The fight against creationism never ends, and won’t until faith is no longer with us. But one would at least expect it to wane in the UK, where religious belief is less pervasive. Still, there are those odious “faith schools” approved and funded by the British government, and there, it has been reported, creationism still has a redoubt.
As HuffPo and the British Humanist Association report, a secondary school for Jewish girls in Hackney, a part of London, have blacked out questions about evolution on the important “OCR” exam because such questions supposedly violate the students’ faith.
A Jewish secondary school has been criticised for hiding questions in an exam paper because they were at odds with its beliefs.
The OCR exam board, which investigated claims that pupils at the Yesodey Hatorah Senior Girls School in north London were being prevented from answering certain questions in their obscuring questions in a GCSE science paper, said the action was “not good exam practice”.
But it added that its inquiry concluded that no student gained an advantage by the school’s actions, and it did not penalise any candidate.
It is understood that following the investigation, OCR, other exam bodies, the Department for Education and the schools inspectorate are looking to see whether there should be clearer guidelines for faith schools on how to deal with a situation where they are faced with questions in exam papers that are at odds with their belief system.
The matter was referred to the exam board – one of the biggest in England – by the National Secular Society (NSS) earlier this month.
The NSS raised concerns that teachers at the school had been “blacking out aspects of question papers” and asked for an investigation.
It is thought that the obscured questions may have related to an issue at odds with the school’s religious beliefs.
Yesodey Hatorah school, which is rated outstanding by Ofsted, serves the Orthodox Jewish Charedi community in Stamford Hill, north London. Members of the community do not have access to television or other media, such as the internet, and aim to live modest lives governed by the Torah.
Most Orthodox Jews reject evolution. At TAM this year, I met two ex-Orthodox Jews who had been brought up to reject evolution and, in both cases, studied the subject to be able to attack it more effectively. And in both cases they became convinced of evolution’s truth, which undermined their faith, and then left the religion. Both young men were obviously deeply pained at their decision, since it cut them off completely from their peers and family.
Curiously, the HuffPo article doesn’t mention that this brand of evolution-censorship is also on tap at a Muslim school in England. The BHA mentions it, though:
Meanwhile, Al-Madinah School, a Muslim school in Derby, has advertised to parents in its prospectus that ‘Sensitive, inaccurate and potentially blasphemous material will be censored or removed completely. If and when teachers are required by the curriculum to convey teachings that are totally against Islam (Darwinism, for example), the Director of Islamic Studies will brief the relevant teachers and advise accordingly.’ The British Humanist Association (BHA) has expressed alarm at the findings.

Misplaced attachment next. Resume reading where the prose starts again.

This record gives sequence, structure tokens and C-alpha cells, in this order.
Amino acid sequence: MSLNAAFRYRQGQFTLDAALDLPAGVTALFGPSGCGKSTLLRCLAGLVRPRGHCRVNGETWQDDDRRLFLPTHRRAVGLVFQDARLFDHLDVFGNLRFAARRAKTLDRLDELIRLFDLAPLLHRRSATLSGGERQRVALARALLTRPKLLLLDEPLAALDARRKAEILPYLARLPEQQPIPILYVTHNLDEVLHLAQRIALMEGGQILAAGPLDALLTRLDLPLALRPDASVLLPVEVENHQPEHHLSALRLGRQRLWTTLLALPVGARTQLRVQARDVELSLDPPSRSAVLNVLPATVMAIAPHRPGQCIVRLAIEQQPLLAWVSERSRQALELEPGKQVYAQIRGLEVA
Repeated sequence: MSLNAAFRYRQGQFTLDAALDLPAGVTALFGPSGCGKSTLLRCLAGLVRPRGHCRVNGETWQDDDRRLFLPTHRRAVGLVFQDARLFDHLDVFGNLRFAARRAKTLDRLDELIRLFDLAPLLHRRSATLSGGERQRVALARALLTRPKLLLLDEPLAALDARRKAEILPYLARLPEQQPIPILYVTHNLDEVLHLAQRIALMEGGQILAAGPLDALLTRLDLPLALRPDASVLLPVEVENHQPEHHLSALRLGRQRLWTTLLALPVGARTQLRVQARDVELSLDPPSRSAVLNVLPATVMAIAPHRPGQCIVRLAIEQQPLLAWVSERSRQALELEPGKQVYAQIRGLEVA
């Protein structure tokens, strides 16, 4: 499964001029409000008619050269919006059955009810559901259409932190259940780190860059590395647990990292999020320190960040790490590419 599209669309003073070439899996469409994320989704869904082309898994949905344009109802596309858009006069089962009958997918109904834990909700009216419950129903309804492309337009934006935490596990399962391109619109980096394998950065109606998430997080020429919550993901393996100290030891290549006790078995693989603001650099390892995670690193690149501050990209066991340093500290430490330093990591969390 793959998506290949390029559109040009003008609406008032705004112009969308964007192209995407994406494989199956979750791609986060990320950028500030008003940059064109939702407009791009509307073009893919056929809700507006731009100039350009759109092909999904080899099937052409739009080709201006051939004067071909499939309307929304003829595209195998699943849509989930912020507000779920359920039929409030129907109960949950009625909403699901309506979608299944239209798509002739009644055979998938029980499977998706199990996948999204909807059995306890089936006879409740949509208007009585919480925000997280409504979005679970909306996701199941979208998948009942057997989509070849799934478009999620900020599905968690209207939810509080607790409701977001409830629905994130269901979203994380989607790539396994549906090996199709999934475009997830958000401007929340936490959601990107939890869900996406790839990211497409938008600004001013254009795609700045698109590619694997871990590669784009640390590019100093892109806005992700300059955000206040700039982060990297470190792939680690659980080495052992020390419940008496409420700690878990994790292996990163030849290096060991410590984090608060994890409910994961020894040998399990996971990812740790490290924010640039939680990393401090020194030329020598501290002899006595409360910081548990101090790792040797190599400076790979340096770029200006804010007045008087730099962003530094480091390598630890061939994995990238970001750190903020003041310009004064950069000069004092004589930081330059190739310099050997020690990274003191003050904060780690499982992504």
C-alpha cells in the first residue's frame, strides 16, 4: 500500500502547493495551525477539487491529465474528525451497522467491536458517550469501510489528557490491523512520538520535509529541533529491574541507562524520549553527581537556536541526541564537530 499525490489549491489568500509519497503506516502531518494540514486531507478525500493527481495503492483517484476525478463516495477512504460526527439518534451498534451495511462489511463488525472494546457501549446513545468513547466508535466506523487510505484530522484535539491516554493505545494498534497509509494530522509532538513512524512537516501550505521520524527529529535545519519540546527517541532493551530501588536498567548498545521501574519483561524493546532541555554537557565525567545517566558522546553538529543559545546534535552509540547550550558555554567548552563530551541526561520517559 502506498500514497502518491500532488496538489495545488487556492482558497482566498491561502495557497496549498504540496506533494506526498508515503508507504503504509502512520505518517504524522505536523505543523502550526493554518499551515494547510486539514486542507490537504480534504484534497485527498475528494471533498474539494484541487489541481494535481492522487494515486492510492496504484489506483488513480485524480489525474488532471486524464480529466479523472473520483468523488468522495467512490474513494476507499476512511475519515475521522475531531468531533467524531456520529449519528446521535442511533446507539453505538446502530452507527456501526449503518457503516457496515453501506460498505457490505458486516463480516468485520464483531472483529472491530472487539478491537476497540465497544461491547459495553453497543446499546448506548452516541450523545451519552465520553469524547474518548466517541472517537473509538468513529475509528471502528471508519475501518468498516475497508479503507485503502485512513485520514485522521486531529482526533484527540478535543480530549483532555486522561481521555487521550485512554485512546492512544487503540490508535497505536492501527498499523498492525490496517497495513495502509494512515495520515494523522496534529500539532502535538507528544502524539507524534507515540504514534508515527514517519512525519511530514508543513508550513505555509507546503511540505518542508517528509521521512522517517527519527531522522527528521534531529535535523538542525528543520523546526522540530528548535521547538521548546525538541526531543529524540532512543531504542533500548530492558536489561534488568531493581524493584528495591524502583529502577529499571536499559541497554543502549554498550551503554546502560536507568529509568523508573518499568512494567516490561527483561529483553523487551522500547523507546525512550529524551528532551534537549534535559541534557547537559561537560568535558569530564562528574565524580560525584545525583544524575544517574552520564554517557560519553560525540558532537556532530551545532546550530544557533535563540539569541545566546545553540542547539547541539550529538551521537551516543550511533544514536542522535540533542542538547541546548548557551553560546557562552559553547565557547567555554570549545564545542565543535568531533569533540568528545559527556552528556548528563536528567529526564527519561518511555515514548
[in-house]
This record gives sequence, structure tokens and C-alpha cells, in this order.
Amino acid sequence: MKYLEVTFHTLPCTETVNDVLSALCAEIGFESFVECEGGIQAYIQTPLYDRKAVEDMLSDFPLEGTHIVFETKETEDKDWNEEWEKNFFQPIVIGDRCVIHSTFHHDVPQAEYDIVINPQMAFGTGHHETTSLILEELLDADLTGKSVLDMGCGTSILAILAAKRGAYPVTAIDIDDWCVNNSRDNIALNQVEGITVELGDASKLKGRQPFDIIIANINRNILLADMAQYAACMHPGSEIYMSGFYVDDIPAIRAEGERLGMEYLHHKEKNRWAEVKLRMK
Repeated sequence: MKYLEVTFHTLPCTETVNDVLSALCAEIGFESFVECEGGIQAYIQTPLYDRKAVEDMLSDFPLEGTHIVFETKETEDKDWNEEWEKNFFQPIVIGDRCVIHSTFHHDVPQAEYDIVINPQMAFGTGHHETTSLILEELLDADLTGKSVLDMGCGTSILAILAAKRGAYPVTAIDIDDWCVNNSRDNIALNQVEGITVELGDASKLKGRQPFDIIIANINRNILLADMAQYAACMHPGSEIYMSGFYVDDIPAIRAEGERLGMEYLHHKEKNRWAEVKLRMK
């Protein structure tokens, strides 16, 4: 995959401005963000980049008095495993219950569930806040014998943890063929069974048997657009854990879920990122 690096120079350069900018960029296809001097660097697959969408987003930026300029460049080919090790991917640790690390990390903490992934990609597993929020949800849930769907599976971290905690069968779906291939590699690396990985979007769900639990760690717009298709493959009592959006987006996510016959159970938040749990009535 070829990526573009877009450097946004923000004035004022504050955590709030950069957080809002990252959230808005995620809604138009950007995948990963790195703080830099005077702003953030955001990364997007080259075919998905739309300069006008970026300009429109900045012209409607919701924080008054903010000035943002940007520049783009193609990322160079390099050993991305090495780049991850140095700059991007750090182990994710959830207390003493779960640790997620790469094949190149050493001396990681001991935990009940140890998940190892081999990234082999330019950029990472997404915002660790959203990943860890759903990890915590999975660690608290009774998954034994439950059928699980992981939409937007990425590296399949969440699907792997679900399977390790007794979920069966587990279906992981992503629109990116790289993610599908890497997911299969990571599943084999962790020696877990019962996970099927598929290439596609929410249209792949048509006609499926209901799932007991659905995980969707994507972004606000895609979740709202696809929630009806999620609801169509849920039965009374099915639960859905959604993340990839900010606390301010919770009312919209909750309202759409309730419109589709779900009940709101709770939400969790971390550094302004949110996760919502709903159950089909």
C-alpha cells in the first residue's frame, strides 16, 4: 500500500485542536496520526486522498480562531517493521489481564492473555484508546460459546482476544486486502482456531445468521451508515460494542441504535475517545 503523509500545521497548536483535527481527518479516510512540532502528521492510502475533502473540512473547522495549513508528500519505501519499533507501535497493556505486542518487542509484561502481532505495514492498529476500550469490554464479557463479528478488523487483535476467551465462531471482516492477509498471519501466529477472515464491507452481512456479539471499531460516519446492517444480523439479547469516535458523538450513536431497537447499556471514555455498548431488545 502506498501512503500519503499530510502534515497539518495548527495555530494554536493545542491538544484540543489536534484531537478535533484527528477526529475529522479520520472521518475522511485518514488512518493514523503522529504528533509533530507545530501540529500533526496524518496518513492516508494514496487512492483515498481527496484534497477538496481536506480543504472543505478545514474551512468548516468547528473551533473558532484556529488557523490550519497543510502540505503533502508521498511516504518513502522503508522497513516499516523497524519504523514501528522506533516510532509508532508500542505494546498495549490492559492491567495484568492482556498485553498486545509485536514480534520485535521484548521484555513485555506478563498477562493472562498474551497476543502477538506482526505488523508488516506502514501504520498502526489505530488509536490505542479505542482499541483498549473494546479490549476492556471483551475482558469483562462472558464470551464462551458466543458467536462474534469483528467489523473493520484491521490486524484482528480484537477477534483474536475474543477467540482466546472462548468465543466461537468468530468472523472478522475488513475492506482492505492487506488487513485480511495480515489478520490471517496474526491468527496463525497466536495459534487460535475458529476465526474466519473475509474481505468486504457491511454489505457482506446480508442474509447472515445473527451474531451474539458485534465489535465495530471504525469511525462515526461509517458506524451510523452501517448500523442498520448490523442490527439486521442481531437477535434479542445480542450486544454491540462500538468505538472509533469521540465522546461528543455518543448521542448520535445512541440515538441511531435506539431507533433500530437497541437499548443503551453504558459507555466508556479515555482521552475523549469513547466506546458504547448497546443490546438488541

Al-Madinah has been subject to previous controversy for actions that seem clearly illegal, even under British law:
Meanwhile Al-Madinah School, a Free School that opened last year, has recently come under scrutiny for a large range of issues including that girls have been required to sit at the back of classrooms, female members of staff have been forced to wear a hijab (whether Muslim or not), and because the school denotes a huge amount of time each week to religious observance. As a consequence the Government has recently written to the school asking it to change its behaviour in 17 different places, or face closure.
My understanding is that “faith schools” are supported by the British government. Does that government really want to be in the business of censoring what students learn about science? That would clearly be illegal in the U.S. (as would the whole concept of faith schools), and scientists should be up in arms about this. I would expect, for instance, that the Royal Society would issue a strong statement denouncing the censorship of evolution.
Well, this censorship of evolution is business as usual in my country. A reader called my attention to a public school in Indiana where creationism is being taught in high-school biology classes. (This, of course, goes on in many places, but there’s no easy way to find out where.) Have a look, in the letter below, at how one teacher not only has her students read ID materials and watch “Expelled,” but passes out handouts blaming evolution for “Communism, Nazism, and Eugenics.” And this is Indiana, not Mississippi!
That reader brought the matter to the attention to the Freedom From Religion Foundation (FFRF), which has contacted the superintendent of the school system harboring the creationist teachers. The FFRF has also contacted the ECHO Resource Library of the NewTech Network in Napa, California, where the teacher deposited some of her creationist teaching materials. They could, unwittingly, be downloaded and used by other teachers.
Here’s the FFRF’s letter to the Superintendent of the Adams Central Community Schools in Indiana: